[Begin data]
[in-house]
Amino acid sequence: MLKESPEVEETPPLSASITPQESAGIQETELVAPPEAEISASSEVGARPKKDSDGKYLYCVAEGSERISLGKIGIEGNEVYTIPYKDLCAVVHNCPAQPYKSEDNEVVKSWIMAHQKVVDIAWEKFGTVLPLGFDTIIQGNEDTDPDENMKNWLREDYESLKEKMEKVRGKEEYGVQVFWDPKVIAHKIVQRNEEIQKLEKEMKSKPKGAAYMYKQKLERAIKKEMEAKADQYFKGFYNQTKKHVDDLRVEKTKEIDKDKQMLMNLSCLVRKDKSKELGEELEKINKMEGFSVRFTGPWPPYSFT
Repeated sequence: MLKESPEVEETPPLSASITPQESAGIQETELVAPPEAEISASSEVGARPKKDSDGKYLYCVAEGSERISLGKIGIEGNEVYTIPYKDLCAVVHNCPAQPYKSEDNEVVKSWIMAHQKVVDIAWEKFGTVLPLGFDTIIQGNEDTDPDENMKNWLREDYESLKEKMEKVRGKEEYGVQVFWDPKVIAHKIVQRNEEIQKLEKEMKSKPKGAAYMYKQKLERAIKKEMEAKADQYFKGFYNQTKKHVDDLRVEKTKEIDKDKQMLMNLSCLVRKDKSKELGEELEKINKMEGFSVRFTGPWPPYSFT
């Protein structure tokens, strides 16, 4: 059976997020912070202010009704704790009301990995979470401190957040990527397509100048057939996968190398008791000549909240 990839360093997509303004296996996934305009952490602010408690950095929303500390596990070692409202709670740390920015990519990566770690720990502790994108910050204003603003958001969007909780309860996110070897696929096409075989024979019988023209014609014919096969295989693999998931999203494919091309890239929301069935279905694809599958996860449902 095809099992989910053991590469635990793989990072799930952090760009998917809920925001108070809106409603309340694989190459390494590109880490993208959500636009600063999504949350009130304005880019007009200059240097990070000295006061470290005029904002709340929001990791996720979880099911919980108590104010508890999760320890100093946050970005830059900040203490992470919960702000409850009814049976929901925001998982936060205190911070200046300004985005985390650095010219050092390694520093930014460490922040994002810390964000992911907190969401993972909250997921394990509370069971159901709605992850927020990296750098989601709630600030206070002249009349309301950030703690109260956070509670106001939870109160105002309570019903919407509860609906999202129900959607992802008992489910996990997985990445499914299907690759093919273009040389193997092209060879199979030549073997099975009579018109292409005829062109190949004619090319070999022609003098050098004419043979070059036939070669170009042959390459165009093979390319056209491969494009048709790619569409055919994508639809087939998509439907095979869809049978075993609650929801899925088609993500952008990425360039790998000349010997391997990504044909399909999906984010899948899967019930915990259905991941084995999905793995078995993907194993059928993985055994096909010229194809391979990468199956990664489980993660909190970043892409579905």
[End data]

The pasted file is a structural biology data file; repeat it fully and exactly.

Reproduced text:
[in-house]
Amino acid sequence: MLKESPEVEETPPLSASITPQESAGIQETELVAPPEAEISASSEVGARPKKDSDGKYLYCVAEGSERISLGKIGIEGNEVYTIPYKDLCAVVHNCPAQPYKSEDNEVVKSWIMAHQKVVDIAWEKFGTVLPLGFDTIIQGNEDTDPDENMKNWLREDYESLKEKMEKVRGKEEYGVQVFWDPKVIAHKIVQRNEEIQKLEKEMKSKPKGAAYMYKQKLERAIKKEMEAKADQYFKGFYNQTKKHVDDLRVEKTKEIDKDKQMLMNLSCLVRKDKSKELGEELEKINKMEGFSVRFTGPWPPYSFT
Repeated sequence: MLKESPEVEETPPLSASITPQESAGIQETELVAPPEAEISASSEVGARPKKDSDGKYLYCVAEGSERISLGKIGIEGNEVYTIPYKDLCAVVHNCPAQPYKSEDNEVVKSWIMAHQKVVDIAWEKFGTVLPLGFDTIIQGNEDTDPDENMKNWLREDYESLKEKMEKVRGKEEYGVQVFWDPKVIAHKIVQRNEEIQKLEKEMKSKPKGAAYMYKQKLERAIKKEMEAKADQYFKGFYNQTKKHVDDLRVEKTKEIDKDKQMLMNLSCLVRKDKSKELGEELEKINKMEGFSVRFTGPWPPYSFT
């Protein structure tokens, strides 16, 4: 059976997020912070202010009704704790009301990995979470401190957040990527397509100048057939996968190398008791000549909240 990839360093997509303004296996996934305009952490602010408690950095929303500390596990070692409202709670740390920015990519990566770690720990502790994108910050204003603003958001969007909780309860996110070897696929096409075989024979019988023209014609014919096969295989693999998931999203494919091309890239929301069935279905694809599958996860449902 095809099992989910053991590469635990793989990072799930952090760009998917809920925001108070809106409603309340694989190459390494590109880490993208959500636009600063999504949350009130304005880019007009200059240097990070000295006061470290005029904002709340929001990791996720979880099911919980108590104010508890999760320890100093946050970005830059900040203490992470919960702000409850009814049976929901925001998982936060205190911070200046300004985005985390650095010219050092390694520093930014460490922040994002810390964000992911907190969401993972909250997921394990509370069971159901709605992850927020990296750098989601709630600030206070002249009349309301950030703690109260956070509670106001939870109160105002309570019903919407509860609906999202129900959607992802008992489910996990997985990445499914299907690759093919273009040389193997092209060879199979030549073997099975009579018109292409005829062109190949004619090319070999022609003098050098004419043979070059036939070669170009042959390459165009093979390319056209491969494009048709790619569409055919994508639809087939998509439907095979869809049978075993609650929801899925088609993500952008990425360039790998000349010997391997990504044909399909999906984010899948899967019930915990259905991941084995999905793995078995993907194993059928993985055994096909010229194809391979990468199956990664489980993660909190970043892409579905």